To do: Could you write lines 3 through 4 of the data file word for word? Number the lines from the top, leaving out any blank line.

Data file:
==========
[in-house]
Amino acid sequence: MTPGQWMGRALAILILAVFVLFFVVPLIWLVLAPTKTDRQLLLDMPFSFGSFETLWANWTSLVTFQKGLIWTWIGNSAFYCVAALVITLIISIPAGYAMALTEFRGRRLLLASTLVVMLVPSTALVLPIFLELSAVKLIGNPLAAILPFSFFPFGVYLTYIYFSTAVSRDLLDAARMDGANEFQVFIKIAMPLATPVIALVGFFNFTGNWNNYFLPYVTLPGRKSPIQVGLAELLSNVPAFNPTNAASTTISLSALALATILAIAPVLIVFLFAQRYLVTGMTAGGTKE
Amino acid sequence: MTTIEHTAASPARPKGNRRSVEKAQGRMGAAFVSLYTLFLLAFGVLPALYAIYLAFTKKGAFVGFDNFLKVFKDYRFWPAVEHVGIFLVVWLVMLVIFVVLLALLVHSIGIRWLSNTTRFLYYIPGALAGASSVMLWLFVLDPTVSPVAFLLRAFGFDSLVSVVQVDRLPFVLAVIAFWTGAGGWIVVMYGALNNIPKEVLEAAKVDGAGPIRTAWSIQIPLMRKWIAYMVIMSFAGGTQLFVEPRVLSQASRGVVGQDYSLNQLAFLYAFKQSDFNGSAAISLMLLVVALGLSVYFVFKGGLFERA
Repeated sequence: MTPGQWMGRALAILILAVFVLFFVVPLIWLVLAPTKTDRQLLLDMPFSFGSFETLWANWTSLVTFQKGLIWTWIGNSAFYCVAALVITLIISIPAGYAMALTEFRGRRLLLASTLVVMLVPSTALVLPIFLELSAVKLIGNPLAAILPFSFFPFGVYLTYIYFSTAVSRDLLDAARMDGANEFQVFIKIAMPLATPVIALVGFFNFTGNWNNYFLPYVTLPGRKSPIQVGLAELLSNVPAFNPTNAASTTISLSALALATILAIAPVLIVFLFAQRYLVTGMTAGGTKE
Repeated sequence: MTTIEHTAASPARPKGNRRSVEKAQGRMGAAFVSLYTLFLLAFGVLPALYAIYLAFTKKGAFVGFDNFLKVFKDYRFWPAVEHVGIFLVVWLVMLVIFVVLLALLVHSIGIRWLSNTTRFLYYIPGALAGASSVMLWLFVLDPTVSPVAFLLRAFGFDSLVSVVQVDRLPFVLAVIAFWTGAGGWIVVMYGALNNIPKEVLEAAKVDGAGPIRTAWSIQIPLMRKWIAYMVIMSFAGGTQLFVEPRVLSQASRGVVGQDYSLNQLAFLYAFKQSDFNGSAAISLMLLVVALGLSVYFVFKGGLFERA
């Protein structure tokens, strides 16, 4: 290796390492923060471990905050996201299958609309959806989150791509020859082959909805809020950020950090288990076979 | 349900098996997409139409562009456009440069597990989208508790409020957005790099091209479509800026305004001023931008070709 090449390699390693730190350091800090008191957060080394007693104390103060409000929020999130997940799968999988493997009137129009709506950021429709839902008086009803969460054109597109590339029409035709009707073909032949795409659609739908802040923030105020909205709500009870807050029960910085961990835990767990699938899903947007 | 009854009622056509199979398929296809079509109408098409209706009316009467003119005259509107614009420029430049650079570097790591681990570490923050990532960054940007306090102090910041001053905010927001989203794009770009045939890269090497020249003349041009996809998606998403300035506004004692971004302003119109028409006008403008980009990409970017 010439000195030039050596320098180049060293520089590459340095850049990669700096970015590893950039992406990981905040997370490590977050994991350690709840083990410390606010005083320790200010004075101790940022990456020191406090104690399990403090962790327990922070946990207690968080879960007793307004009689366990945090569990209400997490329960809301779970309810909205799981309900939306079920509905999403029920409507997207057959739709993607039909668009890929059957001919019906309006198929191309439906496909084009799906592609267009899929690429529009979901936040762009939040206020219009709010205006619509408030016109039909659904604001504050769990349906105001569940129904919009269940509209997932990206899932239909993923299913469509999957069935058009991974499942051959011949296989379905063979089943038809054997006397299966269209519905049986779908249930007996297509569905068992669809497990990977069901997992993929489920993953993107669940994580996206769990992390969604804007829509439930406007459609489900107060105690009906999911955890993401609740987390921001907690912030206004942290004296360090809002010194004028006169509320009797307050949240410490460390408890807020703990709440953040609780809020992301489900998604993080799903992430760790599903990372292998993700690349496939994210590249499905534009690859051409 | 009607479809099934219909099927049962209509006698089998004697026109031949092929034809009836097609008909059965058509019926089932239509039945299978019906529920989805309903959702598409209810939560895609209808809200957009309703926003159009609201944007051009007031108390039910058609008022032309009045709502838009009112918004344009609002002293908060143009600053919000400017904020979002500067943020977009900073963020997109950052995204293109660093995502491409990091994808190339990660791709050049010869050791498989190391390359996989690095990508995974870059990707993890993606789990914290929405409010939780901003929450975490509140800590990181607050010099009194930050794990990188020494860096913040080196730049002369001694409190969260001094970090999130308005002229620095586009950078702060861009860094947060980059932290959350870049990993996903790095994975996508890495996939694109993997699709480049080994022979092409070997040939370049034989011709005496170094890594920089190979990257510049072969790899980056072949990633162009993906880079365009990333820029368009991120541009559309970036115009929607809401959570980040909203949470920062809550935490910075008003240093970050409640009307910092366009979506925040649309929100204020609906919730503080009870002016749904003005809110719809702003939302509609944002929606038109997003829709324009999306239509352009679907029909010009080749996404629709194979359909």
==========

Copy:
Amino acid sequence: MTTIEHTAASPARPKGNRRSVEKAQGRMGAAFVSLYTLFLLAFGVLPALYAIYLAFTKKGAFVGFDNFLKVFKDYRFWPAVEHVGIFLVVWLVMLVIFVVLLALLVHSIGIRWLSNTTRFLYYIPGALAGASSVMLWLFVLDPTVSPVAFLLRAFGFDSLVSVVQVDRLPFVLAVIAFWTGAGGWIVVMYGALNNIPKEVLEAAKVDGAGPIRTAWSIQIPLMRKWIAYMVIMSFAGGTQLFVEPRVLSQASRGVVGQDYSLNQLAFLYAFKQSDFNGSAAISLMLLVVALGLSVYFVFKGGLFERA
Repeated sequence: MTPGQWMGRALAILILAVFVLFFVVPLIWLVLAPTKTDRQLLLDMPFSFGSFETLWANWTSLVTFQKGLIWTWIGNSAFYCVAALVITLIISIPAGYAMALTEFRGRRLLLASTLVVMLVPSTALVLPIFLELSAVKLIGNPLAAILPFSFFPFGVYLTYIYFSTAVSRDLLDAARMDGANEFQVFIKIAMPLATPVIALVGFFNFTGNWNNYFLPYVTLPGRKSPIQVGLAELLSNVPAFNPTNAASTTISLSALALATILAIAPVLIVFLFAQRYLVTGMTAGGTKE